Gov 2.0 Camp occurred over the weekend, and looks like they got a lot done, though we might not recognize its importance for quite a while.
I'm guessing it's another moment in what might be the Constitutional Convention for networked grassroots democracy, aka "participatory democracy." For sure, Something Big
Insights are found in a number of reports, like Government workers debate online citizen engagement. A big issue:
"We all want to hear from the public, but we want to hear meaningful stuff," said Joy Fulton of the U.S. General Services Administration. "How do you filter what's going to help us, and filter out what's just noise?"
One big observation is made by the folks at TechPresident/Personal Democracy Forum:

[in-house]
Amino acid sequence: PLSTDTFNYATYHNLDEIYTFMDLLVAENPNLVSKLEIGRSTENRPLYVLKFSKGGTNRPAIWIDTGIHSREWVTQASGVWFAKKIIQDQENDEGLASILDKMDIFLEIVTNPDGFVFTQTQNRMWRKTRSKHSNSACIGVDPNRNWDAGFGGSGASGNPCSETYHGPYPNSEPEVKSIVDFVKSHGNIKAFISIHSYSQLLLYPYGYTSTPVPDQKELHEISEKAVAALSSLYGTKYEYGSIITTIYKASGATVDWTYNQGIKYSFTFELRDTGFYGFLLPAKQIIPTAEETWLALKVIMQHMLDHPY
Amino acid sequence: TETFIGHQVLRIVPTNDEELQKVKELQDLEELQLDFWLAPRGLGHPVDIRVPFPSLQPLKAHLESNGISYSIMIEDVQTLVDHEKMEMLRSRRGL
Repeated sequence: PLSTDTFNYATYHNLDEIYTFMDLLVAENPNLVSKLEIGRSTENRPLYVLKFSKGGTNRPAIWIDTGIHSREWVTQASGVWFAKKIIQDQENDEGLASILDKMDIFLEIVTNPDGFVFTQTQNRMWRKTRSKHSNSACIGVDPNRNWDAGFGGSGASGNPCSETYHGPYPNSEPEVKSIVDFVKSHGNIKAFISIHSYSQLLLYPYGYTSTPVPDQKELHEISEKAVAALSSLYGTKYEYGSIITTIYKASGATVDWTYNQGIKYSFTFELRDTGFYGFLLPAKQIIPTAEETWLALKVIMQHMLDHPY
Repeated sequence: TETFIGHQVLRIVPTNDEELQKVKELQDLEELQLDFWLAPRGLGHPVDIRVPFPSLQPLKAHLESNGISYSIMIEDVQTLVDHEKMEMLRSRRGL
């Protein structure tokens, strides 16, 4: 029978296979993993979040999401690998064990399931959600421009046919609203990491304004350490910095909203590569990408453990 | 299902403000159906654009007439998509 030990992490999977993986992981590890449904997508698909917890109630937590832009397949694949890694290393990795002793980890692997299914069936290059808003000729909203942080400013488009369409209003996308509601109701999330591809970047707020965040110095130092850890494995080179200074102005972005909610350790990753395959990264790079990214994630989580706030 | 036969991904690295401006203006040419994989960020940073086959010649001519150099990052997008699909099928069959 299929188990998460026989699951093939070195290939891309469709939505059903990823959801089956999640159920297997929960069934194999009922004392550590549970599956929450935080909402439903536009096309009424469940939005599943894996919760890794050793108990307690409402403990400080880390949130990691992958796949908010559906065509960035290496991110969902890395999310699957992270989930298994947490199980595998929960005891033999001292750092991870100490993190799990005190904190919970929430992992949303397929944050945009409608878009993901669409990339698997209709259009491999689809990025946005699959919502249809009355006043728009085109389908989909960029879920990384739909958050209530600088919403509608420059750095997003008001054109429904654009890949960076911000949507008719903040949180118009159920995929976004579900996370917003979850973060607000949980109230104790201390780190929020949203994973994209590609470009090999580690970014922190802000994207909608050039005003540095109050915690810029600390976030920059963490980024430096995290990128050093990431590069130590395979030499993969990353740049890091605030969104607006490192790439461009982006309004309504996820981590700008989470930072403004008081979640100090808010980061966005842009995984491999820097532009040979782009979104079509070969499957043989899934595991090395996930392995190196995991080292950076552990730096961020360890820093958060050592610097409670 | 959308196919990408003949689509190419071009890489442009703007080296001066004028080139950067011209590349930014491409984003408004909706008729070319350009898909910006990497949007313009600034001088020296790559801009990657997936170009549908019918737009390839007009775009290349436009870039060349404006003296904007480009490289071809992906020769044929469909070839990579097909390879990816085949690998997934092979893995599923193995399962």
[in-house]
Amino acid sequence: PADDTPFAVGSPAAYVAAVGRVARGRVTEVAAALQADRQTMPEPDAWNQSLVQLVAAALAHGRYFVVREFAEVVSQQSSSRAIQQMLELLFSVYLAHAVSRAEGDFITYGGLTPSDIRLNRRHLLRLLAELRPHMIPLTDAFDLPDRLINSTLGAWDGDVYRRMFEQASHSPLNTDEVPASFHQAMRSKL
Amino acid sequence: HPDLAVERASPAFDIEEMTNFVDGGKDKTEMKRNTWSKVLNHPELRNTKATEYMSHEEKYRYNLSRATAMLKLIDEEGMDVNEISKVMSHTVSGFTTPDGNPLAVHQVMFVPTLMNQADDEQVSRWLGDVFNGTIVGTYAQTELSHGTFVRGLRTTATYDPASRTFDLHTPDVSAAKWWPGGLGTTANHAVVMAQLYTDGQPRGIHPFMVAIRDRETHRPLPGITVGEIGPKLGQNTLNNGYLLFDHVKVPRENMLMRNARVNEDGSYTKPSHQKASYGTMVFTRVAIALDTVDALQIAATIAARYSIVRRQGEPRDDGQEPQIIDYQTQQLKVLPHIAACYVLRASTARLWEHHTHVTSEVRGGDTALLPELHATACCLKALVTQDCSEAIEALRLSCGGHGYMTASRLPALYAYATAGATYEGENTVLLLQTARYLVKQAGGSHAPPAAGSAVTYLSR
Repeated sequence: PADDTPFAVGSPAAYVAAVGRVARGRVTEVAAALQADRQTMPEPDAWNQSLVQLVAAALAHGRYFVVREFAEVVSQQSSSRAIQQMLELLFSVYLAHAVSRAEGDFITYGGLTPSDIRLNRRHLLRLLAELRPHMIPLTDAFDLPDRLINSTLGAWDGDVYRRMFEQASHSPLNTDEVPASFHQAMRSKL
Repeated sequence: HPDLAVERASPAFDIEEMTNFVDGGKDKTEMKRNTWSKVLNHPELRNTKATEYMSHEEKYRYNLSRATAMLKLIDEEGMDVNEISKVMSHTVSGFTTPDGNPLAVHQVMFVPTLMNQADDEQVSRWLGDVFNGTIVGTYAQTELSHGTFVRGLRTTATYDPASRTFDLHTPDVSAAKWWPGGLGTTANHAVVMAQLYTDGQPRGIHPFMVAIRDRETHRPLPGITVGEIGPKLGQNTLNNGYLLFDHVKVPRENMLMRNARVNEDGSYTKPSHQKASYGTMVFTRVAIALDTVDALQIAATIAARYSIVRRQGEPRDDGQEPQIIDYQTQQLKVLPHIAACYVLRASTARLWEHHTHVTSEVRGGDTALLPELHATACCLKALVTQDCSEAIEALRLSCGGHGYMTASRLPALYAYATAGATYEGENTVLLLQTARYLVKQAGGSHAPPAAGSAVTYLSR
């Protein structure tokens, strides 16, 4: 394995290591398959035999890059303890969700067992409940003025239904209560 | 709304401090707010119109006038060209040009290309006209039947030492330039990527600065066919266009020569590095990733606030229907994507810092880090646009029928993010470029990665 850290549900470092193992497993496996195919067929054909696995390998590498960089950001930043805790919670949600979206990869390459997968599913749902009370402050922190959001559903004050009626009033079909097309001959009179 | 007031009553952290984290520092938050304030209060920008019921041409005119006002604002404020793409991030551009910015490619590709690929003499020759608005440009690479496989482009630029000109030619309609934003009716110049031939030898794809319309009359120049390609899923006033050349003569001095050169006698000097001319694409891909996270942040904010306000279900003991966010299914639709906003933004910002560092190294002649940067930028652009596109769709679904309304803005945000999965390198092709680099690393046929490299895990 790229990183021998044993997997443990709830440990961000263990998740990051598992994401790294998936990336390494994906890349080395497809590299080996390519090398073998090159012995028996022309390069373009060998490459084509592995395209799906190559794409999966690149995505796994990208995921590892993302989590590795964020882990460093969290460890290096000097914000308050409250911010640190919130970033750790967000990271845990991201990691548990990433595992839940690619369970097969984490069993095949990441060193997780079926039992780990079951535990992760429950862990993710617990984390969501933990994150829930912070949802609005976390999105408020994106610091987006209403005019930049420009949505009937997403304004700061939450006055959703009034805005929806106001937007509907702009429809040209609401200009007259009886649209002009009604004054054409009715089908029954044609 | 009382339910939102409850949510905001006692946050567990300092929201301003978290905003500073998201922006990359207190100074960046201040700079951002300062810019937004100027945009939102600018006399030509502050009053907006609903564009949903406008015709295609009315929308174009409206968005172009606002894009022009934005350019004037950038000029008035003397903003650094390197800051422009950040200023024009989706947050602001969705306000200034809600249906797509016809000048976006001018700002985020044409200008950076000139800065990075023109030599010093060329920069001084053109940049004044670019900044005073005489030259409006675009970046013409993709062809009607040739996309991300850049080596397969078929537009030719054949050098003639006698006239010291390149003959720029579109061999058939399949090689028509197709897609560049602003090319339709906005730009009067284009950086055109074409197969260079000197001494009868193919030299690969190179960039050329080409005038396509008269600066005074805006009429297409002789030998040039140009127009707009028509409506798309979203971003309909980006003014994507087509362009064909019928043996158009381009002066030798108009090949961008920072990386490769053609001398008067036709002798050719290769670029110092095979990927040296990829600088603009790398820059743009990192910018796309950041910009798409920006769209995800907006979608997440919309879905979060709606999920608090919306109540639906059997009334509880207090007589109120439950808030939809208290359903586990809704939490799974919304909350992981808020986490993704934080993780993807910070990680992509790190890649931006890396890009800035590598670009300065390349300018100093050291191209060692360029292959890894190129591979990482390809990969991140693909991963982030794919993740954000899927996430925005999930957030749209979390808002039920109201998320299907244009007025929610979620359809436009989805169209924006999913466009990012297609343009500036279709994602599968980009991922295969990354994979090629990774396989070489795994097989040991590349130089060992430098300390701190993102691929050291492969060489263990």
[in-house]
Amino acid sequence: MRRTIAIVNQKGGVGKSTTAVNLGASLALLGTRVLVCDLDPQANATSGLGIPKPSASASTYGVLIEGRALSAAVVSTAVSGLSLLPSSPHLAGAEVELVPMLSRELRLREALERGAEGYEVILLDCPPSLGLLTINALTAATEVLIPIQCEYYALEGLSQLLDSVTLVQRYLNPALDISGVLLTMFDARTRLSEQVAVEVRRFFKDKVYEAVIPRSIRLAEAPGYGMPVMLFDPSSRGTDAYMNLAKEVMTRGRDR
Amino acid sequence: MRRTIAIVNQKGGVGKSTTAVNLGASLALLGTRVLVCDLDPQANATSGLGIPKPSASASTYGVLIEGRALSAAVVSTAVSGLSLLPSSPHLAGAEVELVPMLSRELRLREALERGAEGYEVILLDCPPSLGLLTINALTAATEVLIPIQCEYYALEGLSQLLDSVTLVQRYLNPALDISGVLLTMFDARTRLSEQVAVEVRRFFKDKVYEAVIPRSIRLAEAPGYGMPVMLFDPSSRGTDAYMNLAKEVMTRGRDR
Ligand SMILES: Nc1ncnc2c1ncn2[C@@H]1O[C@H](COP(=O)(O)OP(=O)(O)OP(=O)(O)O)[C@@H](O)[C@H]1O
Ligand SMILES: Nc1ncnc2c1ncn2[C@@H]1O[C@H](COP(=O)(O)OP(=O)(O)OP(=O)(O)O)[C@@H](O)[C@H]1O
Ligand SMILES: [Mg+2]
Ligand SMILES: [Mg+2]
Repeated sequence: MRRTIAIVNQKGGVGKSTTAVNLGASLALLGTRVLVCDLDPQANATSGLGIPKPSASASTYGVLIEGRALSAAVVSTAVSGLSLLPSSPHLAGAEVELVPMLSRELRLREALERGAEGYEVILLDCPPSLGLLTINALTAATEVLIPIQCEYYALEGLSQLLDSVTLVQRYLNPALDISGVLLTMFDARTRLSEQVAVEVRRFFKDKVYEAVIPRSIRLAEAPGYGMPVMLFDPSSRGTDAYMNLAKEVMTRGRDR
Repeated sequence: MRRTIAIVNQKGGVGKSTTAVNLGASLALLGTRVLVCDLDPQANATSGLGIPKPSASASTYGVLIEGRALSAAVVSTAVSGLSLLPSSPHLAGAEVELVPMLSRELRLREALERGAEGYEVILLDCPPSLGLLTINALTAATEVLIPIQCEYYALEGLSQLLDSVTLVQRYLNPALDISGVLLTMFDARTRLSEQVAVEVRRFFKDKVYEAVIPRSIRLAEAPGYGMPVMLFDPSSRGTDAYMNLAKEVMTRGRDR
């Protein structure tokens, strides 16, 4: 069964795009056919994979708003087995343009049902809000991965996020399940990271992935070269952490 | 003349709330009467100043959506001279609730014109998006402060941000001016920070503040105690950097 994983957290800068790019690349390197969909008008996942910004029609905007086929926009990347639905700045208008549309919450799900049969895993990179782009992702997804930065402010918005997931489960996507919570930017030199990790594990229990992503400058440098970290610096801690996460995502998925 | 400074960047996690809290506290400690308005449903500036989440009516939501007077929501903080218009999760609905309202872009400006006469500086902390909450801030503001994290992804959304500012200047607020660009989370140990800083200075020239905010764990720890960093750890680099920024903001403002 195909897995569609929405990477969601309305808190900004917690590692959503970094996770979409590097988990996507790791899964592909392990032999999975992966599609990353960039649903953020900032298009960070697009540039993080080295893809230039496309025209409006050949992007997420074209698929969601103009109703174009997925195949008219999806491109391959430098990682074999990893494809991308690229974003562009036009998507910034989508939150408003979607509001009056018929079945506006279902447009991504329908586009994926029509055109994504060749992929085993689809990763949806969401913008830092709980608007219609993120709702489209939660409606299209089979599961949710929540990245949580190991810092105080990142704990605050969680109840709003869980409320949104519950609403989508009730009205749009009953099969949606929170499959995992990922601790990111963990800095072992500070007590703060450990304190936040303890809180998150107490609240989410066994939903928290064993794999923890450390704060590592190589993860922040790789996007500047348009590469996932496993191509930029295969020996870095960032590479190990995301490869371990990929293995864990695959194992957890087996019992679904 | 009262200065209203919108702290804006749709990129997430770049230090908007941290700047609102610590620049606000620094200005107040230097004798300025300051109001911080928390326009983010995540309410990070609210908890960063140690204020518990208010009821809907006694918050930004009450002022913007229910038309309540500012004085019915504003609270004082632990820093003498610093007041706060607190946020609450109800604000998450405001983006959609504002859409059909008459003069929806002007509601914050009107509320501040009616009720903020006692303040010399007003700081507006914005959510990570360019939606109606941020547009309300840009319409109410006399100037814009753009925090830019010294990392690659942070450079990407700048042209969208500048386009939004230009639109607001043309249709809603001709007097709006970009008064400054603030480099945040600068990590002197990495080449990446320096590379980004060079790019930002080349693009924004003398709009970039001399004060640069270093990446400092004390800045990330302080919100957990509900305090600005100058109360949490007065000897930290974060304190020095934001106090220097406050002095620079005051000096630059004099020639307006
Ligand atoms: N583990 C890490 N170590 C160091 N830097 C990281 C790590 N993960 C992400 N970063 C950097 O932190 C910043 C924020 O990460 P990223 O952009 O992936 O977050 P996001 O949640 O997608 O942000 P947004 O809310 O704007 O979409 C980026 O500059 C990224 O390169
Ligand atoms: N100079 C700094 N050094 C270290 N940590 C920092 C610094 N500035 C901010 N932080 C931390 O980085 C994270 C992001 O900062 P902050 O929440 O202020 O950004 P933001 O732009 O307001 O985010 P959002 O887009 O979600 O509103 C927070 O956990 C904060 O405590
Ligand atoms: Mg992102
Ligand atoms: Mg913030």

… Managing Sensitive Data in a Web 2.0 World. Half of the attendees were from the Intelligence Community. The other half were from transparency advocacy groups that fight government secrecy. These groups' interests are seldom aligned, yet it was one of the most lively sessions of the whole weekend: the intelligence geeks were giving the transparency wonks ideas for platforms that can effectively manage the tangle of overclassified (and illegally classified) data that has arisen in recent years.